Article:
Much of the technology associated with in-service welding was generated in the USA. This has consisted of two approaches: 1. An experimental method of measuring the cooling capacity of the pipeline. This data is used to establish the required heat input and weld cooling rates from laboratory pipe welds under the same simulated cooling conditions. This method, generally known as the EWI Test, was developed by Edison Welding Institute (EWI). 2. Numerical simulation of in-service welding. From 1980 to 1990 researchers at Battelle Memorial Institute developed a 2D finite difference approach to simulate sleeve and direct-branch in-service welds. For a given pipe geometry and a set of welding parameters the weld cooling times, t8/5 (the time to cool from 800 to 500C) and the maximum inside wall temperature could be calculated. HAZ hardness was estimated from this predicted cooling rate and the carbon equivalent of the steel. Hardness below 350 HVN was considered to have a low potential for cracking. Pipes were considered safe from burn-through if the maximum inside wall temperature was below 980C. These limits were determined from a comparison of experimental in collaboration with EWI. These tests were mainly on thick walled (6.35 mm), lower strength (X52) materials. Recommended limits for the valid use of the Battelle approach are pipe wall thickness within the range 3.2-9.6 mm, for steel grades, up-to and including X52.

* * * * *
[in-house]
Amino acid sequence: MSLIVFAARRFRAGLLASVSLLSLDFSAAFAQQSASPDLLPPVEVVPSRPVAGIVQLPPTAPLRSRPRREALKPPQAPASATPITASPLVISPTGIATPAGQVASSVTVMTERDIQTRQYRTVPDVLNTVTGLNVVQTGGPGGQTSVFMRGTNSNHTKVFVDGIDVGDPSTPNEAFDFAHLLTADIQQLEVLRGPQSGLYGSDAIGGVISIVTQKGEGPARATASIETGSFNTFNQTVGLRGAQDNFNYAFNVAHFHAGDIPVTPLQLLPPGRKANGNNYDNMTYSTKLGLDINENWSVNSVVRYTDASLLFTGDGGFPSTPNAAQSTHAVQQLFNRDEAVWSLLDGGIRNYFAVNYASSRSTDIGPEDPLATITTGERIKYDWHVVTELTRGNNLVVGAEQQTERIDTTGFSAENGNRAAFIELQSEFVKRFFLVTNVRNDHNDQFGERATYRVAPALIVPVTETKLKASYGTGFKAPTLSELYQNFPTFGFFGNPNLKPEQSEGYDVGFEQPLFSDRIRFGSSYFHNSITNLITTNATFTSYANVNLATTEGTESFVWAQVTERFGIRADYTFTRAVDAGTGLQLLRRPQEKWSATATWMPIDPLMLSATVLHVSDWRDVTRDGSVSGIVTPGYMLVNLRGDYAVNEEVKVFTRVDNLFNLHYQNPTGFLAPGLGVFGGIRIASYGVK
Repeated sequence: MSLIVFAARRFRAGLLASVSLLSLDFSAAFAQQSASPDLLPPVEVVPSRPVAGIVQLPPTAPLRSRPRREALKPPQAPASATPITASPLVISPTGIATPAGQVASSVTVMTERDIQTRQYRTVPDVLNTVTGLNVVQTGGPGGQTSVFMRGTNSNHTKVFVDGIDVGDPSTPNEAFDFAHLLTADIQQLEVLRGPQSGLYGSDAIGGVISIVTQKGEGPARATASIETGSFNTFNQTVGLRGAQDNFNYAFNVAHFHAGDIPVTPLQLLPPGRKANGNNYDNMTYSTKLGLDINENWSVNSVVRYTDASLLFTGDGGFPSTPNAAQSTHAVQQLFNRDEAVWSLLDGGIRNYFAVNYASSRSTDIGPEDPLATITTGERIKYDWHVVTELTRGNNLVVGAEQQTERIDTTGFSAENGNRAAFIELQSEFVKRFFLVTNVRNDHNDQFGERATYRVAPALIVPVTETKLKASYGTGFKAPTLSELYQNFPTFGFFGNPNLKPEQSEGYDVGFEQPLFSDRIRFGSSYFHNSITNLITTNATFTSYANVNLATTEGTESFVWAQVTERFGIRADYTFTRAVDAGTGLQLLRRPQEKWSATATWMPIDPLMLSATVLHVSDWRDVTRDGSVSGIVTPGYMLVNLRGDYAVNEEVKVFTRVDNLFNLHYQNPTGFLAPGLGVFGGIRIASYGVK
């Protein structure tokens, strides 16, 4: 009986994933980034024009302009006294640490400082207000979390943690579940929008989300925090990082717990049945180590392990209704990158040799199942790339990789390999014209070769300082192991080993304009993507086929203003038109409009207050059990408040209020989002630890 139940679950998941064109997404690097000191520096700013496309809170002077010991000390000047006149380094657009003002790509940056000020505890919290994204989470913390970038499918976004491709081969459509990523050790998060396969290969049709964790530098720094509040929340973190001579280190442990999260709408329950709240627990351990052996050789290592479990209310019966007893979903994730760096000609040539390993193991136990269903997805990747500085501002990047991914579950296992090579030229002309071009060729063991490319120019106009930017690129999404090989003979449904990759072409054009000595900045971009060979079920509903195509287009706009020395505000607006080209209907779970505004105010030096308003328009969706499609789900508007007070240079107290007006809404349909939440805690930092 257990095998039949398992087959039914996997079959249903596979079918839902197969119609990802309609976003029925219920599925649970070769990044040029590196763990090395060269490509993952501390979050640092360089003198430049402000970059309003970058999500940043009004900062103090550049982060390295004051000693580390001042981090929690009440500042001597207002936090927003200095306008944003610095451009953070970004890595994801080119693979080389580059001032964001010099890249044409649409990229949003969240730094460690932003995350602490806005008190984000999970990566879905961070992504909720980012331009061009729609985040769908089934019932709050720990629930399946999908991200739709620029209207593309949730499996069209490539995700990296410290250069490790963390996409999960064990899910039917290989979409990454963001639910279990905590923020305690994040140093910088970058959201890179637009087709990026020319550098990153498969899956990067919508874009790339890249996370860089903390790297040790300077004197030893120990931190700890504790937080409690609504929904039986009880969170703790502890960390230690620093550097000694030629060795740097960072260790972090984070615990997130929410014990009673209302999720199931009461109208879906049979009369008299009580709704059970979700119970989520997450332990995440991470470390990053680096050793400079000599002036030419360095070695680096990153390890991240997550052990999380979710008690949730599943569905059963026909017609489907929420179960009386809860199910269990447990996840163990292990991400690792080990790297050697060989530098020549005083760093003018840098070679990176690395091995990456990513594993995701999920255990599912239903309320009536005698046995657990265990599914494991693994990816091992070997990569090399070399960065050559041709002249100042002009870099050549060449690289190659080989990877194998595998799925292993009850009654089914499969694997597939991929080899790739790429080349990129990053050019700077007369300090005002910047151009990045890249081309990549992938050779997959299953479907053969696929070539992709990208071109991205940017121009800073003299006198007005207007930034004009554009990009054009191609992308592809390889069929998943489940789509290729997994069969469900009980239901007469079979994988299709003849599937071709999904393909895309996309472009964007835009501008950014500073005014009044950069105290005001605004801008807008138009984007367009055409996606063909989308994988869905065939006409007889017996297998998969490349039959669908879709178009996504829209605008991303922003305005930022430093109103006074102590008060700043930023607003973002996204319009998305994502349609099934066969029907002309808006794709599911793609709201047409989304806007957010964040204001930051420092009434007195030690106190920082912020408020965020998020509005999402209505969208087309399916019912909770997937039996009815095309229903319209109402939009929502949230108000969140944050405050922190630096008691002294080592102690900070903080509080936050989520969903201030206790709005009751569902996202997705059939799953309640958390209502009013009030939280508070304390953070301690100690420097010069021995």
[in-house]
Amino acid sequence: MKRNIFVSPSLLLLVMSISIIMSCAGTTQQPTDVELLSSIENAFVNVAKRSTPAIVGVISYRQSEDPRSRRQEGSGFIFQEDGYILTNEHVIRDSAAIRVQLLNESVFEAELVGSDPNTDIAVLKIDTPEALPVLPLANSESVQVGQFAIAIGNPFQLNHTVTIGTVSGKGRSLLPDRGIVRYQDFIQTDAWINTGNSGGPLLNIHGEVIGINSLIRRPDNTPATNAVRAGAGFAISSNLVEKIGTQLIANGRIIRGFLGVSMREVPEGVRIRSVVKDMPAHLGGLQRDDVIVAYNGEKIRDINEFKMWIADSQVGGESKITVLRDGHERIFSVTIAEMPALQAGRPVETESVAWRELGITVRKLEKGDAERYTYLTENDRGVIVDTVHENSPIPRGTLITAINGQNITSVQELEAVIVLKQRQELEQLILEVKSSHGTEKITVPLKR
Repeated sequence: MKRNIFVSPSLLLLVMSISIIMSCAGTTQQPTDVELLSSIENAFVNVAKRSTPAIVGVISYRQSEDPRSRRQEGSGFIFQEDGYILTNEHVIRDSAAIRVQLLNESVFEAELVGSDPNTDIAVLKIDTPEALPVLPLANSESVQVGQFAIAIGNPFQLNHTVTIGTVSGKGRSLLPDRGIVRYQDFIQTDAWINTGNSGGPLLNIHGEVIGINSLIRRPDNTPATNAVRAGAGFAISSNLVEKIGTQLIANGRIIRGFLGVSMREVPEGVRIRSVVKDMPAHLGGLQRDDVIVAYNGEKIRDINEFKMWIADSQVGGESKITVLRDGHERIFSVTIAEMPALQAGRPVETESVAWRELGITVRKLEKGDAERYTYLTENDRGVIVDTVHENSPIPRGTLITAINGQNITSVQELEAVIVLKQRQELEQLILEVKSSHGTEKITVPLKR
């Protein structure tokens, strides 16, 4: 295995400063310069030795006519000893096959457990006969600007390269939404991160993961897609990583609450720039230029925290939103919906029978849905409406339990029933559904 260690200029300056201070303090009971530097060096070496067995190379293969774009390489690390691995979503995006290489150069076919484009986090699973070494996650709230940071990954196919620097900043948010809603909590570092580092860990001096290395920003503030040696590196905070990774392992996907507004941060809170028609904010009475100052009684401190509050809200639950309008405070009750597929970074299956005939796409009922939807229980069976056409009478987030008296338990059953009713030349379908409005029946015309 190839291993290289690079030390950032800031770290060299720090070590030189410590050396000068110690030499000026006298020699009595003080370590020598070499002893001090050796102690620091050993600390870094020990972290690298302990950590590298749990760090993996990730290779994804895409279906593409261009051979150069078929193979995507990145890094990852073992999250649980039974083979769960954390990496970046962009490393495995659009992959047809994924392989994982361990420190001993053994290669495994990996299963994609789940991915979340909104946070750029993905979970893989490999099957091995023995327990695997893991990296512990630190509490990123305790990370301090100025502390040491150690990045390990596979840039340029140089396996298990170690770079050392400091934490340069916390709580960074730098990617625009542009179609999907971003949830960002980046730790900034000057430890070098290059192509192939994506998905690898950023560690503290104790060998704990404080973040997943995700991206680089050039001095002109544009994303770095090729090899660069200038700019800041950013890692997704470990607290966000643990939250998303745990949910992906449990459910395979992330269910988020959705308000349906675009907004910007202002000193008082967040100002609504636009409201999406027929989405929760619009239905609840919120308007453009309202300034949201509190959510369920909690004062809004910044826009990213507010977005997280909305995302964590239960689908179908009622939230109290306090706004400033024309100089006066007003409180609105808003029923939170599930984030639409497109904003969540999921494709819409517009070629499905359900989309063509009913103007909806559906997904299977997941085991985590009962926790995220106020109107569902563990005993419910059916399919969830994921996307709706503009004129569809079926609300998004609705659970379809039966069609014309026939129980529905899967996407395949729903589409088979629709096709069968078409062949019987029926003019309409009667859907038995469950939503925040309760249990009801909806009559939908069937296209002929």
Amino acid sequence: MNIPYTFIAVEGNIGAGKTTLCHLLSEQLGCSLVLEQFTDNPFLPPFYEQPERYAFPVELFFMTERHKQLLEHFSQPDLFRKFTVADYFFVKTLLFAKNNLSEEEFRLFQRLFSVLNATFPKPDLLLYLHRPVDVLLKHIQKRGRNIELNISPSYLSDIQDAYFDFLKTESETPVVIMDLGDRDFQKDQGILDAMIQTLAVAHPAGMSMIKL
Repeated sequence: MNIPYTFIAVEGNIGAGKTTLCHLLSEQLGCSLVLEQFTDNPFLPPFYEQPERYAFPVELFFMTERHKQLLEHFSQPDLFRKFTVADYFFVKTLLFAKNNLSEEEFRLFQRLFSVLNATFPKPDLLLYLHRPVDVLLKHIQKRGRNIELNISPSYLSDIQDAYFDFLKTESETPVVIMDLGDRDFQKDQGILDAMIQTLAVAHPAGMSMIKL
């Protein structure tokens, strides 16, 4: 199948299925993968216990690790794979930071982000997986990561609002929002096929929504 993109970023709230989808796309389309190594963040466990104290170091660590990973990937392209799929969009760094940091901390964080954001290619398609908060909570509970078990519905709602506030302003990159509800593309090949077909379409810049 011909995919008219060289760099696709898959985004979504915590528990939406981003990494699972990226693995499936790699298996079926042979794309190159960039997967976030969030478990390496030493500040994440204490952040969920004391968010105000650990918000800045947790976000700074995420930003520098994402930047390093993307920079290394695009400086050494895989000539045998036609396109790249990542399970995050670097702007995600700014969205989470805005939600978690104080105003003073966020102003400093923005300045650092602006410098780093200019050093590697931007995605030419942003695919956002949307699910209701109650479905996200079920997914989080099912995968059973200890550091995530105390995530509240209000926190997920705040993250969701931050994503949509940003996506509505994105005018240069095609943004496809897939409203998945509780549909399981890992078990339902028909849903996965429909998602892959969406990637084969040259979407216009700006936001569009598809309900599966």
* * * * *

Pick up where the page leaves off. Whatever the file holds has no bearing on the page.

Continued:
In-Service Welding: The Current Project


A survey of the Australian pipeline industry established that there was a substantial conservatism in the in-service welding procedures currently used. Procedures generally involved a reduction of pressure and gas flow before welding. The potential value to the pipeline industry of a research program, which would allow the safe relaxation of such constraints, was estimated to be $2-4 M over the period 1998-2002. In recognition of: the differences between Australian conditions and those previously researched, namely, reduced pipe wall thickness and use of higher strength steels, the lack of quantified information on burn-through limits for thin walled pipes, the importance of being able to carry out in-service welding on new , thin-walled pipelines, the indicated economic benefits that improved in-service welding would achieve, the CRCMWJ Pipeline Program initiated a research project with the following aim: